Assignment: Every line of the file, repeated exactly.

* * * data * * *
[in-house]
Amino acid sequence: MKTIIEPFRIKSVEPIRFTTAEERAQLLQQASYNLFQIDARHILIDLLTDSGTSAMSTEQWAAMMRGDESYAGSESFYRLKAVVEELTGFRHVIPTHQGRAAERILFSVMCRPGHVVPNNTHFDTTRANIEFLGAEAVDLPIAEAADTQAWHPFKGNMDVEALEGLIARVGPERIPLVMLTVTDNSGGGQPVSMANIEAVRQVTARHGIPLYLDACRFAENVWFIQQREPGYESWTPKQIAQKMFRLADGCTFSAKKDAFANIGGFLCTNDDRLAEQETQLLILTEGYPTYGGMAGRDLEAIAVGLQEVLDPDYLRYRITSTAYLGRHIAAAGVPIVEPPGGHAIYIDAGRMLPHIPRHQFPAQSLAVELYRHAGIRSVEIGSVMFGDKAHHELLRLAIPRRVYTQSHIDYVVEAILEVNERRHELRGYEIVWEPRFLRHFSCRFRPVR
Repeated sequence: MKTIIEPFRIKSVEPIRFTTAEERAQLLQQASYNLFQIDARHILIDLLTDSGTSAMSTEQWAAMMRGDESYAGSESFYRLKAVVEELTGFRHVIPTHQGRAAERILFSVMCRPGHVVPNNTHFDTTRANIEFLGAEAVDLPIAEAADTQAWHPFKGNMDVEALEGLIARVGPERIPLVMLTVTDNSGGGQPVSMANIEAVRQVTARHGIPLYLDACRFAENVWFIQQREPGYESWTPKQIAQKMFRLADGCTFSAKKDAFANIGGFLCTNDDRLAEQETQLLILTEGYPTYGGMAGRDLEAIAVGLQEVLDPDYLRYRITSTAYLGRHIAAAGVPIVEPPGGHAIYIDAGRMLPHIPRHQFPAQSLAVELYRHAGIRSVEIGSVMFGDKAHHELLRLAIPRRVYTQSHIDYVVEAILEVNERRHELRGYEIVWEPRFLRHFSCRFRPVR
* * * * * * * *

[in-house]
Amino acid sequence: MKTIIEPFRIKSVEPIRFTTAEERAQLLQQASYNLFQIDARHILIDLLTDSGTSAMSTEQWAAMMRGDESYAGSESFYRLKAVVEELTGFRHVIPTHQGRAAERILFSVMCRPGHVVPNNTHFDTTRANIEFLGAEAVDLPIAEAADTQAWHPFKGNMDVEALEGLIARVGPERIPLVMLTVTDNSGGGQPVSMANIEAVRQVTARHGIPLYLDACRFAENVWFIQQREPGYESWTPKQIAQKMFRLADGCTFSAKKDAFANIGGFLCTNDDRLAEQETQLLILTEGYPTYGGMAGRDLEAIAVGLQEVLDPDYLRYRITSTAYLGRHIAAAGVPIVEPPGGHAIYIDAGRMLPHIPRHQFPAQSLAVELYRHAGIRSVEIGSVMFGDKAHHELLRLAIPRRVYTQSHIDYVVEAILEVNERRHELRGYEIVWEPRFLRHFSCRFRPVR
Repeated sequence: MKTIIEPFRIKSVEPIRFTTAEERAQLLQQASYNLFQIDARHILIDLLTDSGTSAMSTEQWAAMMRGDESYAGSESFYRLKAVVEELTGFRHVIPTHQGRAAERILFSVMCRPGHVVPNNTHFDTTRANIEFLGAEAVDLPIAEAADTQAWHPFKGNMDVEALEGLIARVGPERIPLVMLTVTDNSGGGQPVSMANIEAVRQVTARHGIPLYLDACRFAENVWFIQQREPGYESWTPKQIAQKMFRLADGCTFSAKKDAFANIGGFLCTNDDRLAEQETQLLILTEGYPTYGGMAGRDLEAIAVGLQEVLDPDYLRYRITSTAYLGRHIAAAGVPIVEPPGGHAIYIDAGRMLPHIPRHQFPAQSLAVELYRHAGIRSVEIGSVMFGDKAHHELLRLAIPRRVYTQSHIDYVVEAILEVNERRHELRGYEIVWEPRFLRHFSCRFRPVR